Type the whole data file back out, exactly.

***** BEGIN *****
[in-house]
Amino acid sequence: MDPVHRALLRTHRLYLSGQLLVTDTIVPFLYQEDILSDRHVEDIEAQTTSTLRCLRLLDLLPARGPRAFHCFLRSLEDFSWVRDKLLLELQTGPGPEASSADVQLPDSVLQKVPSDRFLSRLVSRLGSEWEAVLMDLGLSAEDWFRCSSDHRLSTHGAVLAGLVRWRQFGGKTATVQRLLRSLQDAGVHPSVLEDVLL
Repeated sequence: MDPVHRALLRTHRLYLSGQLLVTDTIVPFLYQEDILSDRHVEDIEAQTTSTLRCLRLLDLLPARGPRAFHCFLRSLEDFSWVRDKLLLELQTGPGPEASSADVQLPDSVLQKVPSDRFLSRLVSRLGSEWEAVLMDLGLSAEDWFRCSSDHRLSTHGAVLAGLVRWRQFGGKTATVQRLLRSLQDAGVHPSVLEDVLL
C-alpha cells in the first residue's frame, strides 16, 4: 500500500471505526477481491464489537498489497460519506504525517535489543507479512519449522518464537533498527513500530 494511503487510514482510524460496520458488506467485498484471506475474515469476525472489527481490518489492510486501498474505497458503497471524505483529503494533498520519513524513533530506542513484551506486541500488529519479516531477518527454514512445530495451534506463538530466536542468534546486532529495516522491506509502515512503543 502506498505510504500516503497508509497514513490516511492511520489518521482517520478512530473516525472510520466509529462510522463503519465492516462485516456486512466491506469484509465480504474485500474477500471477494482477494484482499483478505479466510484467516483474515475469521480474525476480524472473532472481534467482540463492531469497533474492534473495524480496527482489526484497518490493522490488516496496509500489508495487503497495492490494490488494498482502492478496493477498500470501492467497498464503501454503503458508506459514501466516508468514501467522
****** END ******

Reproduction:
[in-house]
Amino acid sequence: MDPVHRALLRTHRLYLSGQLLVTDTIVPFLYQEDILSDRHVEDIEAQTTSTLRCLRLLDLLPARGPRAFHCFLRSLEDFSWVRDKLLLELQTGPGPEASSADVQLPDSVLQKVPSDRFLSRLVSRLGSEWEAVLMDLGLSAEDWFRCSSDHRLSTHGAVLAGLVRWRQFGGKTATVQRLLRSLQDAGVHPSVLEDVLL
Repeated sequence: MDPVHRALLRTHRLYLSGQLLVTDTIVPFLYQEDILSDRHVEDIEAQTTSTLRCLRLLDLLPARGPRAFHCFLRSLEDFSWVRDKLLLELQTGPGPEASSADVQLPDSVLQKVPSDRFLSRLVSRLGSEWEAVLMDLGLSAEDWFRCSSDHRLSTHGAVLAGLVRWRQFGGKTATVQRLLRSLQDAGVHPSVLEDVLL
C-alpha cells in the first residue's frame, strides 16, 4: 500500500471505526477481491464489537498489497460519506504525517535489543507479512519449522518464537533498527513500530 494511503487510514482510524460496520458488506467485498484471506475474515469476525472489527481490518489492510486501498474505497458503497471524505483529503494533498520519513524513533530506542513484551506486541500488529519479516531477518527454514512445530495451534506463538530466536542468534546486532529495516522491506509502515512503543 502506498505510504500516503497508509497514513490516511492511520489518521482517520478512530473516525472510520466509529462510522463503519465492516462485516456486512466491506469484509465480504474485500474477500471477494482477494484482499483478505479466510484467516483474515475469521480474525476480524472473532472481534467482540463492531469497533474492534473495524480496527482489526484497518490493522490488516496496509500489508495487503497495492490494490488494498482502492478496493477498500470501492467497498464503501454503503458508506459514501466516508468514501467522